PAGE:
19 Mar How Are You Really Supposed To Store and Defrost Food?
This month is National Nutrition Month, and I’m all about meal prepping! Part of meal prepping is about storing your completed meals or snacks in the refrigerator, freezer, or even pantry (hello delicious trail mix!). But there are many do’s and dont’s when it comes to storing and defrosting — and following simple guidelines can help make sure to keep your food safe to eat.
Simple Storage Tips
- First In, First Out (FIFO): When storing food in your refrigerator and freezer, a helpful tip is to label and date all of your containers. The FIFO method uses your older items first to minimize food spoilage.
- Store food on the correct shelves: Store raw foods such as meat and eggs on the bottom of the refrigerator and ready to eat items on top of them in case there is any drippage. This will help prevent cross-contamination and minimize illness in your home.
- Know the shelf-life of food: The refrigerator is meant for short-term storage. As such, you need to be conscious about how long foods, especially meat and poultry, are stored in your fridge. Here are some general guidelines.
Fresh Beef, Veal, Lamb and Pork
- Steaks, chops, and roasts: 3-5 days
- Whole chicken or turkey: 1-2 days
- Chicken or turkey parts: 1-2 days
Fish and Shellfish
- Lean or fatty fish: 1-2 days
- Smoked fish: 14 days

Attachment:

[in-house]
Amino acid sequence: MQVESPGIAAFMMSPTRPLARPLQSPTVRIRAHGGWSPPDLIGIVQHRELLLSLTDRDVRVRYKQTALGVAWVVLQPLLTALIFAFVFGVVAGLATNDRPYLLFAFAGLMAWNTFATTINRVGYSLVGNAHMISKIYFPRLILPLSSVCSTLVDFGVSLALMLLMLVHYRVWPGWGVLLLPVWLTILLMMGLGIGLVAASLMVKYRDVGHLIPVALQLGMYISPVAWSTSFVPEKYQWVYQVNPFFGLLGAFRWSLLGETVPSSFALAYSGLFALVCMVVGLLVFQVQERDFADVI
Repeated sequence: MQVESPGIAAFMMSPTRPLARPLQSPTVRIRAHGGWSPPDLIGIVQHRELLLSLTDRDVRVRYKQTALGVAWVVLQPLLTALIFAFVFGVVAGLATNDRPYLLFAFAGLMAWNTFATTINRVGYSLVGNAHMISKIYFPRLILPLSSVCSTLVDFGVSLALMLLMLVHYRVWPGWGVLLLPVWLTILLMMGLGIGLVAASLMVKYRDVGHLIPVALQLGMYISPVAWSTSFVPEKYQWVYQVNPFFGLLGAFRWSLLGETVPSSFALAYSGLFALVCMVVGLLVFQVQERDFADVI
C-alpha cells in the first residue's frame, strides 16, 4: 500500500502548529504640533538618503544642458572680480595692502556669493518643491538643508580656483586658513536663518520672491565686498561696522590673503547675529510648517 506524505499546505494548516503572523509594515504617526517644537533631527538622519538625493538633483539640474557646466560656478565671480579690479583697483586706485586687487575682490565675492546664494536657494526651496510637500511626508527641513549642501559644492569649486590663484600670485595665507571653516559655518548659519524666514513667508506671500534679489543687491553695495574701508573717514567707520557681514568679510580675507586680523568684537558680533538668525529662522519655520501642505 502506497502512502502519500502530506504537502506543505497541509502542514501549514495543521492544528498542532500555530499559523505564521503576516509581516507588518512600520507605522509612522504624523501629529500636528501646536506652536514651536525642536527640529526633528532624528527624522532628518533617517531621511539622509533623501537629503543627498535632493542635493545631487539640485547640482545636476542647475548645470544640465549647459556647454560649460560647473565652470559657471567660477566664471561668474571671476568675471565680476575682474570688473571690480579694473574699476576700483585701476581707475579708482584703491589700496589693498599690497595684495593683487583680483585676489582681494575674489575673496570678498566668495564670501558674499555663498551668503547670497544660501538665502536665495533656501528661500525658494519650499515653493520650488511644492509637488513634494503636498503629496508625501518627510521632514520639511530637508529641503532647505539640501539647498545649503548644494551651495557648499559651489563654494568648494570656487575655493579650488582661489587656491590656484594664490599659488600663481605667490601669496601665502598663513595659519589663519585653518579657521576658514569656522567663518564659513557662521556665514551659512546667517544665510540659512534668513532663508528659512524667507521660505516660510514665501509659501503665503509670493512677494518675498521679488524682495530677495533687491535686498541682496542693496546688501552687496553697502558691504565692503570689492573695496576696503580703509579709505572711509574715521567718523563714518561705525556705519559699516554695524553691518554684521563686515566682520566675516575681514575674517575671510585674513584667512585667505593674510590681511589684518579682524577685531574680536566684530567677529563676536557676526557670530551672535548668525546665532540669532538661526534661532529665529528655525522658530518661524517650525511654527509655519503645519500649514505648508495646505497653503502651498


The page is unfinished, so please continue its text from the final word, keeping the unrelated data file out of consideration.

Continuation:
- Fresh shrimp or scallops: 1-2 days
- Canned seafood: 3-4 days after opening
For more information and additional foods, check out the FDAs Refrigerator and Freezer Storage Chart.
Safe Ways To Defrost
I have seen many people defrost on the counter top. This is especially hazardous as the bacteria thrive at your kitchen temperature and can multiply in the billions– which is plenty to get you sick even after cooking. You can safely defrost your meal prep ingredients or frozen pre-boxed meals in the refrigerator overnight. If it is still a bit frozen, then raw meat and chicken can continue to defrost under cool, running water or even in the microwave. As for meal prepped meals, you can defrost them in the microwave or if you do place them overnight in your fridge and they aren’t 100% defrosted, then finish defrosting them in the microwave.
When it comes to food safety, the most important saying to live by is: When in doubt, toss it out! So always keep that in mind when meal prepping. It’s better to be safe, then sorry.